This is how they should look once installed. The outer flange of the nut-sert is pressed tightly against the outside of the sheetmetal and the malleable outer casing around the threaded insert has been pulled toward and deformed firmly against the inside of the sheetmetal so well that it won’t spin when the Crusher Corner mounting hardware is installed later. Slight deformations in the sheetmetal may occur, but will be covered up by the body armor.
With all the nut-serts installed, the Poison Spyder Corner Crusher was again snugged up tightly against the rear quarter-panel, and its mounting holes were aligned with the nut-serts in the body. The button-head bolts included in the kit were then used to affix the armor to the body. Be careful: Over-tightening the bolts can cause a nut-sert to lose grip and spin. If you do get a spinner, there are a number of methods to deal with it, but Poison Spyder suggests placing a bolt in the nut-sert to prevent spatter getting into the threads while you tack-weld a spot on the edge of the nut-sert to the body, then remove the bolt, sand the tack-weld down (touch up with paint to prevent rust), and proceed with installation of the Corner Crusher.
We decided to go with all new taillighting and ordered up a couple of Truck-Lite Red Round LED Signal-Stat (PN 4050) Stop/Turn/Tail lights and a pair of Poison Spyder 2.5” Round Lamps¬-Clear (PN 41-40-300). This pre-assembled plug-and-play wiring kit from Truck-Lite came with the stoplights. The harness included a line to power the third brake light.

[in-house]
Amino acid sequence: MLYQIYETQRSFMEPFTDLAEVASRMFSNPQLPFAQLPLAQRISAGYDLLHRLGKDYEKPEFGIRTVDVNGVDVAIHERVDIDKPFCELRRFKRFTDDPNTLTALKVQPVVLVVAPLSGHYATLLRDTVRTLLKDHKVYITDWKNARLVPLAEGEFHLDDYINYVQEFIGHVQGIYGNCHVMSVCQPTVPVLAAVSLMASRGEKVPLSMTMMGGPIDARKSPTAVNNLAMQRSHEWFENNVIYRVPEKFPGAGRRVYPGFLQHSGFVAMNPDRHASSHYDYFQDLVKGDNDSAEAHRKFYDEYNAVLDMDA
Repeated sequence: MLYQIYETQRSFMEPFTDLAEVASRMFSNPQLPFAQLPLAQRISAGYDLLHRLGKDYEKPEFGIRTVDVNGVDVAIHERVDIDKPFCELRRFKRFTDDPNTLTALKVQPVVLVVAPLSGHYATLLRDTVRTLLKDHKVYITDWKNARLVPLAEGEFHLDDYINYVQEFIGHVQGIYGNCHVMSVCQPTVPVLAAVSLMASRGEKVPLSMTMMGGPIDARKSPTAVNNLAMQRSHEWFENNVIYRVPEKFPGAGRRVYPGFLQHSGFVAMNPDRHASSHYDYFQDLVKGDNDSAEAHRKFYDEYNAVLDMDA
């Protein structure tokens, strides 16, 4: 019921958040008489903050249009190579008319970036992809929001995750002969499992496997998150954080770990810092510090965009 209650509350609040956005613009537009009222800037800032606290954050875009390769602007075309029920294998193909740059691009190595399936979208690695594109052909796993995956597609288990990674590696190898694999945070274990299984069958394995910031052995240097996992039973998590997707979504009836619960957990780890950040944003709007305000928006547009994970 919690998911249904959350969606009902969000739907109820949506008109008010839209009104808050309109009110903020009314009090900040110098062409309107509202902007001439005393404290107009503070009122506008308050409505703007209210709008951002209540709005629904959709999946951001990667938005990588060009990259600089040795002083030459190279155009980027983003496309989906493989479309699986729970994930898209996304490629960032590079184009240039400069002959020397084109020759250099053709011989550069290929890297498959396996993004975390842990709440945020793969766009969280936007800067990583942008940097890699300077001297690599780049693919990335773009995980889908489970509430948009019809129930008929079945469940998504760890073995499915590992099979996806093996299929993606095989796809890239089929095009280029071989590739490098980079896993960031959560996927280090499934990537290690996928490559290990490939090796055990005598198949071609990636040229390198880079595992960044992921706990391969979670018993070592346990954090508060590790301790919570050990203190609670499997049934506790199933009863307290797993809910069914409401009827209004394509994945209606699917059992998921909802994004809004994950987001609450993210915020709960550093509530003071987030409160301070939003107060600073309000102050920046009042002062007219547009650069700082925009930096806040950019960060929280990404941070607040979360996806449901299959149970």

The round clear backup lamp from Poison Spyder was installed with its grommet in the hole created for it. A splice-clip connector was used to get power from the factory harness to the backup lamp, and the ground wire was attached to a grounded screw just inside the rear corner.
Snapping the male end of the Truck-Lite stoplight wiring harness to the female coupler on the factory end of the taillight wiring harness is all it took to get power and ground to the Truck-Lite Red Round LED Signal-Stat (PN 4050) Stop/Turn/Tail lights.
We found it easier to install the grommet for the stoplight into the Crusher Corner first. A spritz of WD40 on the inside of the grommet made squeezing the Truck-Lite stoplight into place a little easier.
With the passenger side all done, we moved on to the other side. The installation procedure of the driver-side Poison Spyder Crusher Corner was almost identical, and now that we had practice, the rest of the installation went like clockwork.